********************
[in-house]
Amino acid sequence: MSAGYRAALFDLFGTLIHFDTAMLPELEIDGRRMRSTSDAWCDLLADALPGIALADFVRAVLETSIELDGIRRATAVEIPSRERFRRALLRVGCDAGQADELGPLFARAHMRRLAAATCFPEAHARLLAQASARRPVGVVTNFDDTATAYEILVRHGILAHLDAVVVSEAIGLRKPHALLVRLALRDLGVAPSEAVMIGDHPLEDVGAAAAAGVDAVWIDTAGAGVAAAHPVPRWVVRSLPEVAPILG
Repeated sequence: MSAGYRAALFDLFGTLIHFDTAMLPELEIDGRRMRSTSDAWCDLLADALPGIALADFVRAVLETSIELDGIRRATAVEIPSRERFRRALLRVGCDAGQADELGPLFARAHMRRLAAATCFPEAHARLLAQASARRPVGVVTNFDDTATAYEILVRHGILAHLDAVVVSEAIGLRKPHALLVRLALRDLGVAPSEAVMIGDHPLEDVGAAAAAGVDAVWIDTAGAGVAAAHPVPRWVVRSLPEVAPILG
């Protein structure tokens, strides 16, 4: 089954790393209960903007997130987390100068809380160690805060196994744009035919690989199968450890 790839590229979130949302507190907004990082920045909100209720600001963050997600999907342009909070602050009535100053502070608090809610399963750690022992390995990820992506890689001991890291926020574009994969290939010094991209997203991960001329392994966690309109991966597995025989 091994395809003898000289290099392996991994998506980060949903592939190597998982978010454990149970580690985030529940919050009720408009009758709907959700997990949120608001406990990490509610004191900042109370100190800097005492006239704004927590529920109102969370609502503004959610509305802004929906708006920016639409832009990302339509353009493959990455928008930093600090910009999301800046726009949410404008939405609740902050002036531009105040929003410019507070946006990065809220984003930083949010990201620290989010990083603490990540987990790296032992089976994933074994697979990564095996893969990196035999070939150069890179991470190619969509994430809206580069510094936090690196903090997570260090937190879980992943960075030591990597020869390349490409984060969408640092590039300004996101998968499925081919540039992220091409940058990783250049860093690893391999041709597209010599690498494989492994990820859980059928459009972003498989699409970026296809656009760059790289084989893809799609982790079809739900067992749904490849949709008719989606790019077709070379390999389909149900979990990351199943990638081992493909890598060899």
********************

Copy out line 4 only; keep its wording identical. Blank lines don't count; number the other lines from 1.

């Protein structure tokens, strides 16, 4: 089954790393209960903007997130987390100068809380160690805060196994744009035919690989199968450890 790839590229979130949302507190907004990082920045909100209720600001963050997600999907342009909070602050009535100053502070608090809610399963750690022992390995990820992506890689001991890291926020574009994969290939010094991209997203991960001329392994966690309109991966597995025989 091994395809003898000289290099392996991994998506980060949903592939190597998982978010454990149970580690985030529940919050009720408009009758709907959700997990949120608001406990990490509610004191900042109370100190800097005492006239704004927590529920109102969370609502503004959610509305802004929906708006920016639409832009990302339509353009493959990455928008930093600090910009999301800046726009949410404008939405609740902050002036531009105040929003410019507070946006990065809220984003930083949010990201620290989010990083603490990540987990790296032992089976994933074994697979990564095996893969990196035999070939150069890179991470190619969509994430809206580069510094936090690196903090997570260090937190879980992943960075030591990597020869390349490409984060969408640092590039300004996101998968499925081919540039992220091409940058990783250049860093690893391999041709597209010599690498494989492994990820859980059928459009972003498989699409970026296809656009760059790289084989893809799609982790079809739900067992749904490849949709008719989606790019077709070379390999389909149900979990990351199943990638081992493909890598060899």